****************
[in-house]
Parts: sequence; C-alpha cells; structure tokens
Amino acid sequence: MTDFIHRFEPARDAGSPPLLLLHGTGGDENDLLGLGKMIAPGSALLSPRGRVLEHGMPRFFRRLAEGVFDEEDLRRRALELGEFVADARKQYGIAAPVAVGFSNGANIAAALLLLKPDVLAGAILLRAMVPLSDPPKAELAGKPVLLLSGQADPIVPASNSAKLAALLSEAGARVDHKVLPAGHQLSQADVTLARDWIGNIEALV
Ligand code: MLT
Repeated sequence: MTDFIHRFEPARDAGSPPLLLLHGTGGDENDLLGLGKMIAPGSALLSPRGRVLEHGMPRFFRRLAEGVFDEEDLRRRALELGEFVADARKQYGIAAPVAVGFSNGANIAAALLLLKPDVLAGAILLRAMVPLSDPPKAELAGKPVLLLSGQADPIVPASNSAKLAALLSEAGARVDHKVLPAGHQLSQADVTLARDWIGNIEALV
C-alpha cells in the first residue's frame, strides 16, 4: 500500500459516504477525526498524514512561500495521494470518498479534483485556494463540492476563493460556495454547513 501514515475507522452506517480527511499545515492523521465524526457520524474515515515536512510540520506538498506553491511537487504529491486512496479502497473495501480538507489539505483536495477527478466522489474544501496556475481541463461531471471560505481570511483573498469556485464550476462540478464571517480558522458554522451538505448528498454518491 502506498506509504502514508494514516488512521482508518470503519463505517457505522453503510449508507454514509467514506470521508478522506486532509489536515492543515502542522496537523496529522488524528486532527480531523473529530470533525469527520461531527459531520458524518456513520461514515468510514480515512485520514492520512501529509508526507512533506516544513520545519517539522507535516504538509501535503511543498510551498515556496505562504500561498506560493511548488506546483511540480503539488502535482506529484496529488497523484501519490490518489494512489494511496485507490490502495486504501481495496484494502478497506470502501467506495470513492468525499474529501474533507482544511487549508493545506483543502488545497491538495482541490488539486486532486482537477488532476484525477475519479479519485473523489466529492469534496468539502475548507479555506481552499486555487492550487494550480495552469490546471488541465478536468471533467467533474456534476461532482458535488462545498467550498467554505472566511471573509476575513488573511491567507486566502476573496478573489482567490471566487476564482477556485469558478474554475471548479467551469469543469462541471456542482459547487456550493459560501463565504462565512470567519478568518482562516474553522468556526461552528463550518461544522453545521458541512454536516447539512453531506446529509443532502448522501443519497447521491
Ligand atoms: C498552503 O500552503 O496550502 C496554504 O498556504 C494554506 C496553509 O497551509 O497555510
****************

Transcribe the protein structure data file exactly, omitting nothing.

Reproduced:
[in-house]
Parts: sequence; C-alpha cells; structure tokens
Amino acid sequence: MTDFIHRFEPARDAGSPPLLLLHGTGGDENDLLGLGKMIAPGSALLSPRGRVLEHGMPRFFRRLAEGVFDEEDLRRRALELGEFVADARKQYGIAAPVAVGFSNGANIAAALLLLKPDVLAGAILLRAMVPLSDPPKAELAGKPVLLLSGQADPIVPASNSAKLAALLSEAGARVDHKVLPAGHQLSQADVTLARDWIGNIEALV
Ligand code: MLT
Repeated sequence: MTDFIHRFEPARDAGSPPLLLLHGTGGDENDLLGLGKMIAPGSALLSPRGRVLEHGMPRFFRRLAEGVFDEEDLRRRALELGEFVADARKQYGIAAPVAVGFSNGANIAAALLLLKPDVLAGAILLRAMVPLSDPPKAELAGKPVLLLSGQADPIVPASNSAKLAALLSEAGARVDHKVLPAGHQLSQADVTLARDWIGNIEALV
C-alpha cells in the first residue's frame, strides 16, 4: 500500500459516504477525526498524514512561500495521494470518498479534483485556494463540492476563493460556495454547513 501514515475507522452506517480527511499545515492523521465524526457520524474515515515536512510540520506538498506553491511537487504529491486512496479502497473495501480538507489539505483536495477527478466522489474544501496556475481541463461531471471560505481570511483573498469556485464550476462540478464571517480558522458554522451538505448528498454518491 502506498506509504502514508494514516488512521482508518470503519463505517457505522453503510449508507454514509467514506470521508478522506486532509489536515492543515502542522496537523496529522488524528486532527480531523473529530470533525469527520461531527459531520458524518456513520461514515468510514480515512485520514492520512501529509508526507512533506516544513520545519517539522507535516504538509501535503511543498510551498515556496505562504500561498506560493511548488506546483511540480503539488502535482506529484496529488497523484501519490490518489494512489494511496485507490490502495486504501481495496484494502478497506470502501467506495470513492468525499474529501474533507482544511487549508493545506483543502488545497491538495482541490488539486486532486482537477488532476484525477475519479479519485473523489466529492469534496468539502475548507479555506481552499486555487492550487494550480495552469490546471488541465478536468471533467467533474456534476461532482458535488462545498467550498467554505472566511471573509476575513488573511491567507486566502476573496478573489482567490471566487476564482477556485469558478474554475471548479467551469469543469462541471456542482459547487456550493459560501463565504462565512470567519478568518482562516474553522468556526461552528463550518461544522453545521458541512454536516447539512453531506446529509443532502448522501443519497447521491
Ligand atoms: C498552503 O500552503 O496550502 C496554504 O498556504 C494554506 C496553509 O497551509 O497555510